Tenants’ safety should be letting agents’ and landlords’ first priority. The government has put in place protections for tenants during the coronavirus outbreak, including legislation to delay when landlords are able to start proceedings to evict tenants by requiring landlords to give tenants longer notice periods than usual.

The guidance below for landlords and letting agents is to help them safely let empty properties, or properties which tenants are voluntarily vacating. Letting agents and landlords should endeavour to work with their tenants to sustain tenancies as far as possible, where the tenant wants to and is able to stay.

  • Landlords and letting agents should not conduct viewings in properties where tenants are symptomatic or self-isolating.
  • In other cases (such as where tenants have been determined to be clinically extremely vulnerable) where viewings can proceed, they should be conducted in line with the guidance on viewings earlier in this document.
  • Any visits to a property must be made in accordance with government’s guidelines on working in other people’s homes and social distancing.
  • If possible, necessary repairs, gas and electrical safety checks should be conducted in the period between a property being vacated and a new tenant moving in. If this is not possible and visits are needed to an occupied property, this should be done by appointment with measures put in place to ensure physical contact is minimised, for example with residents staying in another room during the visit.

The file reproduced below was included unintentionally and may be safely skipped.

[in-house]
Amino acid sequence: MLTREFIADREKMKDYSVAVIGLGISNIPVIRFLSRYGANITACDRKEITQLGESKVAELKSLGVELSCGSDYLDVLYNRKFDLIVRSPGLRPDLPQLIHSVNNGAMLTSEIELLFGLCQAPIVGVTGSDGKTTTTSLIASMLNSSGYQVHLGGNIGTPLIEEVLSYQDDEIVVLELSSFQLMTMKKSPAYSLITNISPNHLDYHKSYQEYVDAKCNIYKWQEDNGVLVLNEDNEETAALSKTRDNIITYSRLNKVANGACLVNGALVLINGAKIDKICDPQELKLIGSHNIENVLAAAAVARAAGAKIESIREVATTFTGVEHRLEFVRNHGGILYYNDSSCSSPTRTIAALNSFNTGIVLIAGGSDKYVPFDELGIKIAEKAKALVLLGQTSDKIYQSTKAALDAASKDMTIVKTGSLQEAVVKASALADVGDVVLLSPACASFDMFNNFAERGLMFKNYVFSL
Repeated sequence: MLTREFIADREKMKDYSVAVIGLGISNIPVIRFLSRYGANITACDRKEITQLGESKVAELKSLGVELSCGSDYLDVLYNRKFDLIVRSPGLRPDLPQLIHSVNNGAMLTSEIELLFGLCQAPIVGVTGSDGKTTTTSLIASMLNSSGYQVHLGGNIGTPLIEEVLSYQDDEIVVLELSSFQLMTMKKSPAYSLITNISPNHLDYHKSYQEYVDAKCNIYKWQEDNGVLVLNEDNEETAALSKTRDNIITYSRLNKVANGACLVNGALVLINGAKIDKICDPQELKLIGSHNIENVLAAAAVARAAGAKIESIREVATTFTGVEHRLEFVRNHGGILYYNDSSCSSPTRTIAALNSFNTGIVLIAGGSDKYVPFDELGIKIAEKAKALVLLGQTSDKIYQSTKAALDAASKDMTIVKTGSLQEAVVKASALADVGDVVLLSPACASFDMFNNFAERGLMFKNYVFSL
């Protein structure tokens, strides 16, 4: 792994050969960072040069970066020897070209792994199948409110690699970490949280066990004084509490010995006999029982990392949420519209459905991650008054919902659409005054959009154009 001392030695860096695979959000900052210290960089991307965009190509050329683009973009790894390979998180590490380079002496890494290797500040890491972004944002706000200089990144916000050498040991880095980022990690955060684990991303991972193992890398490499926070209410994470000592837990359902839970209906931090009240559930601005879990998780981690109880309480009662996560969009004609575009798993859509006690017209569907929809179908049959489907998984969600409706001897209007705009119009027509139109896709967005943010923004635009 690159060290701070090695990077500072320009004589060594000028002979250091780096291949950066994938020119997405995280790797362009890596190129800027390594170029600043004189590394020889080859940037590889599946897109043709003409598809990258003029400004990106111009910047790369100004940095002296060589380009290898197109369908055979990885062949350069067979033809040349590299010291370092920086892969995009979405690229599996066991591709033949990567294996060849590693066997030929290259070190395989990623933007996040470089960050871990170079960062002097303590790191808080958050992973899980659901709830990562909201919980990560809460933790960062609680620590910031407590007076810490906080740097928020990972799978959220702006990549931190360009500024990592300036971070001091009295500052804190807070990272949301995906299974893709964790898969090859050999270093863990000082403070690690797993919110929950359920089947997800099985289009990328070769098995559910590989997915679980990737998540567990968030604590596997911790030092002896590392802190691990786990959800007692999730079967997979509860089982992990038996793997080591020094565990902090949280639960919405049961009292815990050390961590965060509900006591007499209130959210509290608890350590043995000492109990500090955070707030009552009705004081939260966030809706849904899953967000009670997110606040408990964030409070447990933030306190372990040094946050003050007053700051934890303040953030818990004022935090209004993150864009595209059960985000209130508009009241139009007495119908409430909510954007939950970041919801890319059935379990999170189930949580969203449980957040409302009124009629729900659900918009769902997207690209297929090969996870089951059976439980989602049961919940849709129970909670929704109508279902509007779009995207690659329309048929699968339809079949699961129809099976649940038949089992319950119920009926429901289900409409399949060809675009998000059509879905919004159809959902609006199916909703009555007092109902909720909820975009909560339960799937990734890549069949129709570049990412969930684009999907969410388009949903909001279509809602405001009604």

• Letting agents may also want to consider obtaining landlord and tenant consent for inventory clerk appointments to also occur before a tenant moves in or after a tenant moves out during vacant periods if possible.
  • Letting agents and landlords should take steps to ensure any properties are prepared ready for new tenants. This may include cleaning to minimise any potential spread of the coronavirus in line with government advice.
  • Letting agents and landlords should consider how best to conduct tenancy check-ins for new tenancies agreed, taking care to follow government advice on social distancing and public health advice to minimise the possible spread of coronavirus.
  • Letting agents and landlords are reminded of the temporary COVID-19 measures that adjust right to rent checks, temporarily allowing these checks to be conducted remotely. Lettings agents and landlords should consider other areas where in-person payments, referencing or checks can be conducted remotely instead and take further legal or professional advice if required to implement properly.
  • Moves into a house in multiple occupation (HMO) are allowed. However, there may be additional risks involved in moving into an HMO at this time which is why it is important that all involved take reasonable precautions. During viewings, tenants that share an HMO are advised to stay out of indoor common areas, such as kitchens, bathrooms or sittings areas, during a viewing. If it is not a tenant’s own private room that is being viewed they can also remain inside their room with the doors closed.
  • Moves into student accommodation are allowed. Letting agents, universities and accommodation providers should consider how best to conduct tenancy check-ins, following the latest public health advice and taking reasonable steps to reduce transmission.